Rattle brings a wealth of experience to Szymanowski’s Stabat Mater and Brahms’ German Requiem.
Not one, but two choral works made up last Saturday’s London Symphony Orchestra programme at the Barbican. And there wasn’t a partridge or pear tree to be seen either, as Simon Rattle had chosen to pair two pieces designed to make the audience reflect on its own mortality – or at least our place in the world and what that means. Far from being a full, grinch-like onslaught on ‘the most wonderful time of the year’, Rattle’s choice of repertoire was vindicated, as he delivered a contemplative alternative to the frenetic razzamatazz that usually engulfs everyone at this time of year.
Combining the familiar, Brahms’ German Requiem, with a real rarity, Szymanowski’s Stabat Mater, afforded the audience an embarrassment of choral riches. The Polish composer’s setting of the 13th century hymn to the Virgin Mary, depicting her suffering at Christ’s crucifixion, uses a text by Józef Janowski in his native tongue. It’s testament to the skill of the members of the LSO Chorus, and their distinguished director Simon Halsey, that they managed to make such a difficult language sound idiomatic.
Their commitment and relish with which they enunciated the text made the entire work come alive. Comprising six movements, and only 25 minutes in length in total, Szymanowski’s shimmering, vibrant score beguiled and enthralled in equal measure. It’s a piece close to Rattle’s heart, having recorded it with his City of Birmingham Symphony Orchestra forces in the early ‘90s, and his affinity with Szymanowski’s highly personal musical idiom was evident in every bar.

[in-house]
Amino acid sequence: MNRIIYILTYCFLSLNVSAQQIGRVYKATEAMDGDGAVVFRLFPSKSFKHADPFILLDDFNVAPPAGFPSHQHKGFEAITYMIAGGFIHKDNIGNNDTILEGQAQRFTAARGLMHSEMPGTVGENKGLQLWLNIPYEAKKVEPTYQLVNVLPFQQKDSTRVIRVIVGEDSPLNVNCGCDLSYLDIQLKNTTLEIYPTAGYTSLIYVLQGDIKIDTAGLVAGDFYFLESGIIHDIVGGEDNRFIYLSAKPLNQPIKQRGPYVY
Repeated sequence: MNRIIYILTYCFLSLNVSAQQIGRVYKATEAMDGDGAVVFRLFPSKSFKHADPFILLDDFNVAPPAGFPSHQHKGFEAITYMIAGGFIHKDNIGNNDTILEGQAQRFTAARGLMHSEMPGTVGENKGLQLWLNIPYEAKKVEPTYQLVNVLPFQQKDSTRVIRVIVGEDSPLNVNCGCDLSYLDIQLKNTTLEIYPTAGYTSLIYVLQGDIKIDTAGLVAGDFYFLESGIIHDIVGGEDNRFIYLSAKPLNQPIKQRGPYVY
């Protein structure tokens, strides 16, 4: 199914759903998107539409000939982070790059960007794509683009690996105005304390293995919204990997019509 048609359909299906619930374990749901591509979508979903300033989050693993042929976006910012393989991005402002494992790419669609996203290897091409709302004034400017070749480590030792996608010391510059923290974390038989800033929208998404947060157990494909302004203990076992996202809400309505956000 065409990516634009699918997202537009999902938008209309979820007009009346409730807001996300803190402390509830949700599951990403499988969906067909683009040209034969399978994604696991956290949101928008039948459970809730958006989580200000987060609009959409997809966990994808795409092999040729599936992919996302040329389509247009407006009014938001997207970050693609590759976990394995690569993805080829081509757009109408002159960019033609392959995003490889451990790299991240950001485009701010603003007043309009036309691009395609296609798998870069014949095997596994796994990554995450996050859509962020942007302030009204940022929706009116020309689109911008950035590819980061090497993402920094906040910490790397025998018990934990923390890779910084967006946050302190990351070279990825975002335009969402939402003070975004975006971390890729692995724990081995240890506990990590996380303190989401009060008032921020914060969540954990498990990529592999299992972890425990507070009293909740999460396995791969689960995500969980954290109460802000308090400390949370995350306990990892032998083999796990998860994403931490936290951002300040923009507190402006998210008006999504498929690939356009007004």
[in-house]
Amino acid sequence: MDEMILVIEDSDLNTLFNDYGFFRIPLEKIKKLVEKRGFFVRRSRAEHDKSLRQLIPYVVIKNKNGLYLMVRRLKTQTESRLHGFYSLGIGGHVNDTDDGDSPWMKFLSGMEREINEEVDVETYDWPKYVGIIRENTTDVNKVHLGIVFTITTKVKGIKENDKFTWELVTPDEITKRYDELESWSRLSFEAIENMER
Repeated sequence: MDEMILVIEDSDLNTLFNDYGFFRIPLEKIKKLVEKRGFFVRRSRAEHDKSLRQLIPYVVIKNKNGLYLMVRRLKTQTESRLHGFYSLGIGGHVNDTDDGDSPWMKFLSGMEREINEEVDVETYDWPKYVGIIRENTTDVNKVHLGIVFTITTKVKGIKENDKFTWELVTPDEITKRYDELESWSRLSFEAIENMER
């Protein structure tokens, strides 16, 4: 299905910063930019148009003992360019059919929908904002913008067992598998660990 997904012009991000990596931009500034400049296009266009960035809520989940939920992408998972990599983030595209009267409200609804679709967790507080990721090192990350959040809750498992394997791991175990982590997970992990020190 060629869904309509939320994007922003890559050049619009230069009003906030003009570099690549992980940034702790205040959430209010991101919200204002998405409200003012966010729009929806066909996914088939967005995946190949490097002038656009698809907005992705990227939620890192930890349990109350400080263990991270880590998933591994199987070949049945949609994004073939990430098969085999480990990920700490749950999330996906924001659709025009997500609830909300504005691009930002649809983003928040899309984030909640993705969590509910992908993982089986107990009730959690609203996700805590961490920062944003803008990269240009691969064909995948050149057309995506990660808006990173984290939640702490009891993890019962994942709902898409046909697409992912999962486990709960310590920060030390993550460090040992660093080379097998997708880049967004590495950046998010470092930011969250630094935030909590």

“…Rattle’s choice of repertoire was vindicated…”
He had assembled a superb trio of soloists, including two native Polish speakers, soprano Iwona Sobotka and mezzo Hanna Hipp, and bass-baritone Florian Boesch. Sobotka’s thrilling singing – hints of metal with an authentic Slavic edge in the voice – was the perfect foil to Hipp’s profound and eloquent mezzo. Boesch coped heroically with Szymanowski’s climactic vocal lines but could have made more of the text.
After the revelations of the Stabat Mater, we were on more familiar territory with Brahms’ German Requiem. By setting a selection of biblical texts, rather than the traditional liturgical Latin text, Brahms takes us on a spiritual journey, devoid of the fire and brimstone that’s found elsewhere. Again, this is a work that Rattle has a long association and affinity with, and his approach was direct, and relatively fleet of foot.
With modest orchestral forces, there were only five double basses, orchestral textures were light and airy, allowing plenty of detail – particularly from the woodwind section – to shine through. Brahms makes the chorus the focus of the work and the demands he requires of them are formidable. From their hushed, barely audible entry in the first movement, ‘Selig sind, die da leid tragen’’ through to the final catharsis of ‘Selig sind die toten’, they sang with gusto, ardour and tenderness. There was a lot for them to sing, and they audibly tired towards the end of the evening – the fugue that closes the sixth movement sounded exposed, entries ragged – but overall they did justice to Brahms’ deeply personal choral masterpiece.
Sobotka returned and was eloquent in ‘Ihr habt nun Traurigkeit’, although her soprano is more dramatic than one usually hears in the part, whilst Boesch was persuasive in ‘Herr, lehre doch mich’, and fervent in ‘Denn wir haben hie’, deploying his well-schooled bass-baritone to telling effect.